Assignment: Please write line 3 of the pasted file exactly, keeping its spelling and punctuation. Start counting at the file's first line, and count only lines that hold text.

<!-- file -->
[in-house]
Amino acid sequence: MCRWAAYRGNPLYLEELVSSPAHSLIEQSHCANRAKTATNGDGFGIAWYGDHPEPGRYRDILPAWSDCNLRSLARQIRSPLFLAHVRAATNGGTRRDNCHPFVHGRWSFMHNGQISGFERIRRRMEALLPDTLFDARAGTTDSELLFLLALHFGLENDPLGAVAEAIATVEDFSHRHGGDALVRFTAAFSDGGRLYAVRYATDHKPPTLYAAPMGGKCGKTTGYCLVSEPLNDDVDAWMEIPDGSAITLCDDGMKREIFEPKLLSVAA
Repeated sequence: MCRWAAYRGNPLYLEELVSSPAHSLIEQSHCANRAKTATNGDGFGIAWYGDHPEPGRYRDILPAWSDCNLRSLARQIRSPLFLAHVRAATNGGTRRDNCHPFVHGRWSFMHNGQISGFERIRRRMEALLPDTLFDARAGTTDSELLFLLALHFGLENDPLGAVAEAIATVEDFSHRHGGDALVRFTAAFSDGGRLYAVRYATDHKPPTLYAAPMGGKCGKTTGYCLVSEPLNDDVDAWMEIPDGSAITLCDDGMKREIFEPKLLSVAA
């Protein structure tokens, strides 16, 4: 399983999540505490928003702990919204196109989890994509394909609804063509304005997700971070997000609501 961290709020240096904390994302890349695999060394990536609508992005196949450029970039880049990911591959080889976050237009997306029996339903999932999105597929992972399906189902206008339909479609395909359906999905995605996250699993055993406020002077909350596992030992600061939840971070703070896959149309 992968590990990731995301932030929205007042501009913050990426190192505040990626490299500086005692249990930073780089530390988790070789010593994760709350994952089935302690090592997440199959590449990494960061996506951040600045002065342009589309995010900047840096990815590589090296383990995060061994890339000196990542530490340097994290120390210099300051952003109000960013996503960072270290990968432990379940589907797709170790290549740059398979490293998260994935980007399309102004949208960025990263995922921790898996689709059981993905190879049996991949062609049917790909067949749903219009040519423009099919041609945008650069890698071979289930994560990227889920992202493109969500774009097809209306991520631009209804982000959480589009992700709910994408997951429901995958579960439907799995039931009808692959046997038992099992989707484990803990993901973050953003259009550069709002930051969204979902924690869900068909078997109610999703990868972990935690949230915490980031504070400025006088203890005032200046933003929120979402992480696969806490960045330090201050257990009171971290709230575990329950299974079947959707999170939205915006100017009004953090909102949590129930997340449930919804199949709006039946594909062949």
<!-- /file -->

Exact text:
Repeated sequence: MCRWAAYRGNPLYLEELVSSPAHSLIEQSHCANRAKTATNGDGFGIAWYGDHPEPGRYRDILPAWSDCNLRSLARQIRSPLFLAHVRAATNGGTRRDNCHPFVHGRWSFMHNGQISGFERIRRRMEALLPDTLFDARAGTTDSELLFLLALHFGLENDPLGAVAEAIATVEDFSHRHGGDALVRFTAAFSDGGRLYAVRYATDHKPPTLYAAPMGGKCGKTTGYCLVSEPLNDDVDAWMEIPDGSAITLCDDGMKREIFEPKLLSVAA